So, after fifteen years as a member of the Chartered Institute of Public Relations (MCIPR), I have today been awarded a fellowship (FCIPR).
The CIPR’s letter tells me it’s their ‘highest membership grade’ and that it’s been awarded for ‘the outstanding contribution [I] have made to the CIPR and the PR industry’.
Both claims are open to question.
Chartered Practitioner status is much more deserving of praise because it’s based on attainment, not just longevity (when I first joined as a member, a fellowship would have become mine by right after a mere ten years).
I’ve avoided joining things, so have not gained this recognition through years of dedicated committee work. Others are in a better position than me to judge my contribution to the PR industry, but it’s where I’ve worked and it’s what I’ve taught for some 25 years (so I should have contributed something).
I’ve also been rather a ‘critical friend’ of the CIPR during this time, but have belatedly come to the view that our industry/profession does need a strong body to champion professional standards and to speak up for practitioners and educators. So I have always encouraged students and practitioners to join.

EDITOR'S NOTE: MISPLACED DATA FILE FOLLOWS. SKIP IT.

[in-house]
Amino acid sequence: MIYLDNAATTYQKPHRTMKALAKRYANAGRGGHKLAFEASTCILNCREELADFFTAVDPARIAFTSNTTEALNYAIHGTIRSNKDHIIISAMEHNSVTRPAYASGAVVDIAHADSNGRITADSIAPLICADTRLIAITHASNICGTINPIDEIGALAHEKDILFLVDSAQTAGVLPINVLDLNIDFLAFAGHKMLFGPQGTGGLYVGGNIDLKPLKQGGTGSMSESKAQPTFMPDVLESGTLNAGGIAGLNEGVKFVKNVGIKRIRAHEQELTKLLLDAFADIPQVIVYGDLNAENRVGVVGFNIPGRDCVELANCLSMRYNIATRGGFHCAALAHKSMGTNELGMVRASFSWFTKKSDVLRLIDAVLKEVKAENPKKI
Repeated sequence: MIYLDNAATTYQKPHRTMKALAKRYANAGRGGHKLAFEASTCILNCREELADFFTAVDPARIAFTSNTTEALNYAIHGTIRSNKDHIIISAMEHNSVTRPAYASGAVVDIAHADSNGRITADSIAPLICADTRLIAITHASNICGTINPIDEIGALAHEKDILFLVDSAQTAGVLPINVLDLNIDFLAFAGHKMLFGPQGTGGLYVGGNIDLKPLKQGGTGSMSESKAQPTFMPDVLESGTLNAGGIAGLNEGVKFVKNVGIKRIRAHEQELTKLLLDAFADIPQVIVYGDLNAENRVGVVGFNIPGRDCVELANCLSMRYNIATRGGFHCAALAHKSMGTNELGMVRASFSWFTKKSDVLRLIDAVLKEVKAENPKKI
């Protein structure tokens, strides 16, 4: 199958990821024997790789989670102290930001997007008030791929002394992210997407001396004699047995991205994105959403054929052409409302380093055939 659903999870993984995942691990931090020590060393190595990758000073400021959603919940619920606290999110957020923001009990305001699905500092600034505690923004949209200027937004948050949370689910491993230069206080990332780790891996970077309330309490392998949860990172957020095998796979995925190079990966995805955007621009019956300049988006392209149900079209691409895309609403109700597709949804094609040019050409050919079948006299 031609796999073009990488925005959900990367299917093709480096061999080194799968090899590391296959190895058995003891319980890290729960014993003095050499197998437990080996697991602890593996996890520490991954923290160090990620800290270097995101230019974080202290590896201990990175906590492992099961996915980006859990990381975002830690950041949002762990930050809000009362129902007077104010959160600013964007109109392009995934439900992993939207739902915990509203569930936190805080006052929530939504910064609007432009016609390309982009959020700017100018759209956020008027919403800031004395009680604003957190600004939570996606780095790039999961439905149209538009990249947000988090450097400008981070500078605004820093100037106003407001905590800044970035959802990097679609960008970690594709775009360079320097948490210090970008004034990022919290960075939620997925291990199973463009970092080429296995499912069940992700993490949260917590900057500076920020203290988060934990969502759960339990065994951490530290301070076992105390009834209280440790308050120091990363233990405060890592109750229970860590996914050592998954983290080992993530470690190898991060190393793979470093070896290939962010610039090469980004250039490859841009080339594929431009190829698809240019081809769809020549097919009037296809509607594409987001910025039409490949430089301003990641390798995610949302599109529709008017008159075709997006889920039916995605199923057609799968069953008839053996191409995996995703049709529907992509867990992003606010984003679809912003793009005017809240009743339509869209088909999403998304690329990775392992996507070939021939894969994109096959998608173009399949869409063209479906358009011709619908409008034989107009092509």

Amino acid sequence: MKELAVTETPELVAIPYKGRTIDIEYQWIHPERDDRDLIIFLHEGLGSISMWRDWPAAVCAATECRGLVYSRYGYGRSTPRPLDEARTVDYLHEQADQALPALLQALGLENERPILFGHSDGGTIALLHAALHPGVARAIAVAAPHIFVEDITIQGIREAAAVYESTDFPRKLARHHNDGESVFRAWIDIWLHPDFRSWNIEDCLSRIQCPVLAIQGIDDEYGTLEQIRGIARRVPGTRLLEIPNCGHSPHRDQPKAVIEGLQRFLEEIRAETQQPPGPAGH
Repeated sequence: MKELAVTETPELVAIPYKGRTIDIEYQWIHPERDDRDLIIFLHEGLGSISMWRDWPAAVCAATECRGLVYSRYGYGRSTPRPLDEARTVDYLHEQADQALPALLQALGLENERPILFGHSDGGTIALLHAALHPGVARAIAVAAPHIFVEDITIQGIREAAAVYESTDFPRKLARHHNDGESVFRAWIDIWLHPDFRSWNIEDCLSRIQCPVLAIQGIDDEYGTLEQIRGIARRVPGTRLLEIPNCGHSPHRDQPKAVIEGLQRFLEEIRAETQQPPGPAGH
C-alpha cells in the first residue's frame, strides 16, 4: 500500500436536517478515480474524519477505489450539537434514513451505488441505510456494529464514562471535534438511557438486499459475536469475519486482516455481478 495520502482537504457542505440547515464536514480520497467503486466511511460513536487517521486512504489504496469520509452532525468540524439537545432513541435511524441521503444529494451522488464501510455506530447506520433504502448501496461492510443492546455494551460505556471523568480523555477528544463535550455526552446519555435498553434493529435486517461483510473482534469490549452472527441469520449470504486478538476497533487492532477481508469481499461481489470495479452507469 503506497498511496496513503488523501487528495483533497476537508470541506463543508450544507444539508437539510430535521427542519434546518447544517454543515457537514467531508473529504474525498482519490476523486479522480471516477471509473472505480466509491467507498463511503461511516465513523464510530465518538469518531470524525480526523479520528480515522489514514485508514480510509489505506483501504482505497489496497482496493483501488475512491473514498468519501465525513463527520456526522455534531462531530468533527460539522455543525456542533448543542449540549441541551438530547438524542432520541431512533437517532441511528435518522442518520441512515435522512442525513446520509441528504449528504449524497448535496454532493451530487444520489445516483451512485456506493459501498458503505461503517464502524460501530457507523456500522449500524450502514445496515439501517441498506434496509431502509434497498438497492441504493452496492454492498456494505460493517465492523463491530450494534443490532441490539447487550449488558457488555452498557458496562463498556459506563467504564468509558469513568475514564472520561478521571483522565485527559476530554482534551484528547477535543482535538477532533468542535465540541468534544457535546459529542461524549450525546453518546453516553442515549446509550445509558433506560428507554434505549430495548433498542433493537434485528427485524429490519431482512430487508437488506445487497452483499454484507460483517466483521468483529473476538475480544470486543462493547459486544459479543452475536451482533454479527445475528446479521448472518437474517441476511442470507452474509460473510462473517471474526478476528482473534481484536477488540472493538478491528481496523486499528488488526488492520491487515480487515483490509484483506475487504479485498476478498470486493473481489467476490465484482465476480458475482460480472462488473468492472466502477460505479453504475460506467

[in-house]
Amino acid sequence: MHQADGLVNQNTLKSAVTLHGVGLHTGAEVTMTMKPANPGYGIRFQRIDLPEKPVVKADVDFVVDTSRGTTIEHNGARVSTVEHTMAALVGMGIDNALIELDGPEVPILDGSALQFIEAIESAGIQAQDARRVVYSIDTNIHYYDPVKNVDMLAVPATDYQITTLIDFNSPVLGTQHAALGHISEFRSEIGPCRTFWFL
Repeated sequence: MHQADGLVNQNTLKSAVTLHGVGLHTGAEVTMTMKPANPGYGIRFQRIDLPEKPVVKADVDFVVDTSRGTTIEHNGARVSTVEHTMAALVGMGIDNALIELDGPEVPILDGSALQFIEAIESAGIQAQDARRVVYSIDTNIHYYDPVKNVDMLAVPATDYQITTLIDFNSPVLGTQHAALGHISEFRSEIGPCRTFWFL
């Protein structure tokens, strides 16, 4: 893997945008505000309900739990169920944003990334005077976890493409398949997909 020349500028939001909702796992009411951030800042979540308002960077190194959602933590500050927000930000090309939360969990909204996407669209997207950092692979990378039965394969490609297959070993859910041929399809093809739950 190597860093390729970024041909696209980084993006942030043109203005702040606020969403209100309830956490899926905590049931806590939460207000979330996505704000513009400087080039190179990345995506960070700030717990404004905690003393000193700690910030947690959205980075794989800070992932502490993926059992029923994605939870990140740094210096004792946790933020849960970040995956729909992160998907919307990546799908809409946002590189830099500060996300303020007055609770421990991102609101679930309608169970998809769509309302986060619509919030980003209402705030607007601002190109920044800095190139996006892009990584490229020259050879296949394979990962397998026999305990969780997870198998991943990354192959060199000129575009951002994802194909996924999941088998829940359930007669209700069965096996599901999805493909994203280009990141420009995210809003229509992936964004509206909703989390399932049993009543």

I also feel that one representative body would be better for us than two – or twenty (I’m concerned that there will soon be bodies representing eg internal communicators, public affairs practitioners, those in analyst relations, marcoms etc). We’re a surprisingly fissiparous bunch for people known for their skills in relationship building and practical problem solving.
But that’s for another discussion. Today, I’ll pause to mark another milestone on my journey. Jolly? Rarely. Good? Not always. Fellow? Finally.
Let me also note that I did not seek or pursue this recognition. Had it not been for the persistence of a friend in the business I’d have carried on as before. We can all benefit from some objective public relations advice.